The Mekon was genetically-engineered to be evil. Yet he poses the dilemma of his own situation, “the question is, do I have the ability or will-power to change? Or did my engineers predestine how my life must be?” An existential question embedded at the very core of self-identity, never mind penal reform. In the 1964 strip the Keith Watson artwork shows the unreformed Mekon busting loose before the trial can be brought to its summing-up and verdict stage. In the Titan series, Dare is as ever the liberal idealist who believes that “every sentient being should have the chance to change for the better,” through behavioural rehabilitation. So the Mekon is placed in a high-security Lunar facility enforced by Quark technology, where he’s allowed to put his genius to good use, “recalibrating his existence” by contentedly growing marrows and legumes “in the unforgiving soil of the moon.” Maybe there’s a sly in-joke here about Digby’s habit of calling the Mekon melon-head?
There are two high-profile attempts to free him. First by the fanatical paramilitary Mekon Liberation Army, and then by a vast Treen Supership which disintegrates Triton – the moon of Neptune (and incidentally, the location for the 1965 “The Moonsleepers” serial), in a demonstration of Death-Star power. In both instances, the Mekon not only refuses their rescue attempts, but actively connives with Dare to frustrate them through a mobile-phone hotline uplink. Landing Anastasia on Proteus 2, a Neptune moon “discovered by Voyager 2 way back in 1989″, and assisted by a vengeful blue alien called Au Taween, the Dare team infiltrate the labyrinthine four-dimensional architecture of the vast Treen ship.
After years of stifling desk work, Dare initially finds himself “re-energized” by the “passionate intensity” of the blue warrior princess, until he realises that what he’d glorified as a “lust for life” is more the murderous result of a “life twisted and poisoned by pain and hatred”. The Mekon creates a computer virus which jumps species and ends the Treen threat, then intervenes again when the viral contagion infects the Dare team too. In a new quandary Dare finds himself wondering “has my liberal naivety killed the people I care for most?'”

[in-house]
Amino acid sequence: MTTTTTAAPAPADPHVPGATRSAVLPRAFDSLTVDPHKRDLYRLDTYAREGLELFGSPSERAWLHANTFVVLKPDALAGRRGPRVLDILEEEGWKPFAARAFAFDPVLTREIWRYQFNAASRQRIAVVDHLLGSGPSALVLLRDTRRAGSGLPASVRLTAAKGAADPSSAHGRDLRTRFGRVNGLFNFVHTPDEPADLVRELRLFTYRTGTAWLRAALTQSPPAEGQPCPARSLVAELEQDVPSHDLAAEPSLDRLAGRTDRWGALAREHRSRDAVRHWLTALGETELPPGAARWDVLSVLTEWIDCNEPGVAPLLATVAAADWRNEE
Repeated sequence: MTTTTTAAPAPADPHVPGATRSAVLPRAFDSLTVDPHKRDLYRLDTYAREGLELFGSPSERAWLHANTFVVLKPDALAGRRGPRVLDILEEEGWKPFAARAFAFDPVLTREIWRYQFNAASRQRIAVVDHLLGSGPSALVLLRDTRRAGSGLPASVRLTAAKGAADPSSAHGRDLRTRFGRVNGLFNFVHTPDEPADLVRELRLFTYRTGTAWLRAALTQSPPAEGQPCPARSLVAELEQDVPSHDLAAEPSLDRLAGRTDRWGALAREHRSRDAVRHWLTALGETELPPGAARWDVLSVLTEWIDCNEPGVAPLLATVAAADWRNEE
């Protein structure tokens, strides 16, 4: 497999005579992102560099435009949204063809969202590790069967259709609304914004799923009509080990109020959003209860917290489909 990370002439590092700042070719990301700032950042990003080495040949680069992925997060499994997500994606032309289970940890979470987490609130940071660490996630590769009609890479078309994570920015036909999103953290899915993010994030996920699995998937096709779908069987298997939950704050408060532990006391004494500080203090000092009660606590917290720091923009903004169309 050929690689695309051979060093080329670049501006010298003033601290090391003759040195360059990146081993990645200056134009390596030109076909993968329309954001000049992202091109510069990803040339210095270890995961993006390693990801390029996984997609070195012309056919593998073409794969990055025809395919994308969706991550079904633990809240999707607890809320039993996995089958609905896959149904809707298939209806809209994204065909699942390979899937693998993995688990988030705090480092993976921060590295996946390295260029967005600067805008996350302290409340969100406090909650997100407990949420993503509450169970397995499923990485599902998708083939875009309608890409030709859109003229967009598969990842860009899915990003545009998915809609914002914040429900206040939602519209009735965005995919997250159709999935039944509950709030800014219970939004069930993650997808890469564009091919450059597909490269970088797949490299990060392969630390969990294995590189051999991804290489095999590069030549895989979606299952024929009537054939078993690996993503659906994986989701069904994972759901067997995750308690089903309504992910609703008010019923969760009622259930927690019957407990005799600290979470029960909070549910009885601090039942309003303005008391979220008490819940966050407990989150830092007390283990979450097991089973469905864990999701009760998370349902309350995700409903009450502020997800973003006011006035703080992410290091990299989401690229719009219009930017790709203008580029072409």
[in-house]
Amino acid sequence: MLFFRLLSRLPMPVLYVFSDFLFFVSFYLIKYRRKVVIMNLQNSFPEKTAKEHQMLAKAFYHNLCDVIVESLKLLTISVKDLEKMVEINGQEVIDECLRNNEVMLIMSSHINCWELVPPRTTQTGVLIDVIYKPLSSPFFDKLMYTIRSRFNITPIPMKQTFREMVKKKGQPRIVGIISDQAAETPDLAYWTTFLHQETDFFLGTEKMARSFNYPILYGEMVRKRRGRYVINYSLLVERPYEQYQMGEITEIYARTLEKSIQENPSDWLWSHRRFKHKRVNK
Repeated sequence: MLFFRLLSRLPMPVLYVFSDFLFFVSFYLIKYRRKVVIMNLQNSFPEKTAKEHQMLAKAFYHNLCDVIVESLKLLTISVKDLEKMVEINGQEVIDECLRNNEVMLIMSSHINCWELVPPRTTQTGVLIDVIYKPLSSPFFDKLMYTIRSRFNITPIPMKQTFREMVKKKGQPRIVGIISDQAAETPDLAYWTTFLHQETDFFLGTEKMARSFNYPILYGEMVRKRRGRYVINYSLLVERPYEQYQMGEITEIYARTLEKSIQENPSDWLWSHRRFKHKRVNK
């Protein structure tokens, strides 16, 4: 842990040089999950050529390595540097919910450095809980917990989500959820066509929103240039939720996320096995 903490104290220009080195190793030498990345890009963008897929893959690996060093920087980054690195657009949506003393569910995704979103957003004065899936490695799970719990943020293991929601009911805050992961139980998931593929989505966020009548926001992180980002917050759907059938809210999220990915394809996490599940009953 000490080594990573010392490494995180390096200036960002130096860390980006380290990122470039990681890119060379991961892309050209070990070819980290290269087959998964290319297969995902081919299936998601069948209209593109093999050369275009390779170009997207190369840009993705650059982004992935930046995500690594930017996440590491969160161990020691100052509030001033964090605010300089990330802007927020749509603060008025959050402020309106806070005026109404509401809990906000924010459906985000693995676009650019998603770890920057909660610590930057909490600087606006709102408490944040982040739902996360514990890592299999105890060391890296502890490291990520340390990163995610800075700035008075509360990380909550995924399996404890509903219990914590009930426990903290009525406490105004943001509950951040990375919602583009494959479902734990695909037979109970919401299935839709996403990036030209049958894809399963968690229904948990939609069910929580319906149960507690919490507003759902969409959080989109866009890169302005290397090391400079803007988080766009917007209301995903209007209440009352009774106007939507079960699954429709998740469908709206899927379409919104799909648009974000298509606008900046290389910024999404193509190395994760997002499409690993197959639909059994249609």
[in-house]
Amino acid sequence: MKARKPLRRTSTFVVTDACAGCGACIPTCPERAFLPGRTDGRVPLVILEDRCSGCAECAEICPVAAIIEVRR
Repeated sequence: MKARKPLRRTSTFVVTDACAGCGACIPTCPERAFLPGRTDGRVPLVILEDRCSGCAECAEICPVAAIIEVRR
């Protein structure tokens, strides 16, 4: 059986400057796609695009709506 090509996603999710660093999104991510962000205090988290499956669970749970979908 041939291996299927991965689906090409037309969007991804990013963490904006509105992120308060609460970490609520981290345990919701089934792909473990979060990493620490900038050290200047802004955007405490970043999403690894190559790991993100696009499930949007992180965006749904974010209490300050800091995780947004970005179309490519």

Au Taween’s blind hatred, shaped by Treen destruction of her Si-Lawn race, has equivalent corrosive results. “The only safe Supertreen is a dead one” she yells, snatching a guard’s gun. Dare first interposes himself between her and the Mekon, then the Mekon is apparently shot dead when he intervenes to save ‘Daniel’.
The final sequence operates on equally multiple layering. Can the Mekon really be dead, or has he retracted into a healing cellular hibernation? Can Dare save a ‘damaged’ Au Taween through talking cures and therapy? And is his own thirst for action a symptom of the same psychological craving for danger and threat?
The Mekon’s final escape to “out there in the dark where mankind’s nightmares are made”, seems to constitute a damning indictment of Dare’s gullible liberal foolishness. In the very first issue the Mekon taunts a warning “you’re a fool, Dare. You should execute me while you have the chance. When I get my opportunity I won’t think twice about killing you. And that’s why I will win.” Even Sir Hubert suggests that maybe Au Taween – and the Mekon himself were right all along. All the rest has simply been playing the long game.
Although surely the Mekon has had countless occasions to kill Dan Dare over the long trajectory of their encounters since 1950, a situation that brings to mind the argument between Dr Evil and his son, Scott, explaining the necessity of the villain placing the hero within “an easily escapable situation involving an overly-elaborate and exotic death”, rather than killing him outright at the first opportunity.
Does the Titan tale achieve its potential? It is still recognisably Dan Dare, with his idealism intact, simply recast in a new vocabulary. The hazards and dialogue are teasingly evolved in ways that reflect our more morally ambiguous times, yet within a framework of reassuring continuity. The artwork is strong, yet narrative, without any trace of experimental obscurantism. So, yes, it’s a very satisfying reboot, reinvention or reimagining.
Despite the Mekon’s teeth…!
• Dan Dare – He Who Dares is published as a collection by Titan Comics on 24th April 2018 – using this amazon link helps support downthetubes, thank you
• Peter Milligan will be signing copies of He Who Dares at the Forbidden Planet London Megastore on Saturday 28th April between 1 – 2.00pm – full details on the store web site. You can pre-ordered signed copies of the collection from Forbidden Planet here (using this link helps support downthetubes, thank you)
Andrew Darlington has had masses of material published in all manner of strange and obscure places, magazines, websites, anthologies and books. He’s also worked as a Stand-Up Poet on the ‘Alternative Cabaret Circuit’, and interviewed very many people from the worlds of Literature, SF-Fantasy, Art and Rock-Music for a variety of publications (a selection of favourite interviews collected into the ‘Headpress’ book I Was Elvis Presley’s Bastard Love-Child).
His latest poetry collection is The Poet’s Deliberation On The State Of The Nation (Penniless Press), while his new fiction collection A Saucerful Of Secrets is now available from Parallel Universe Publishing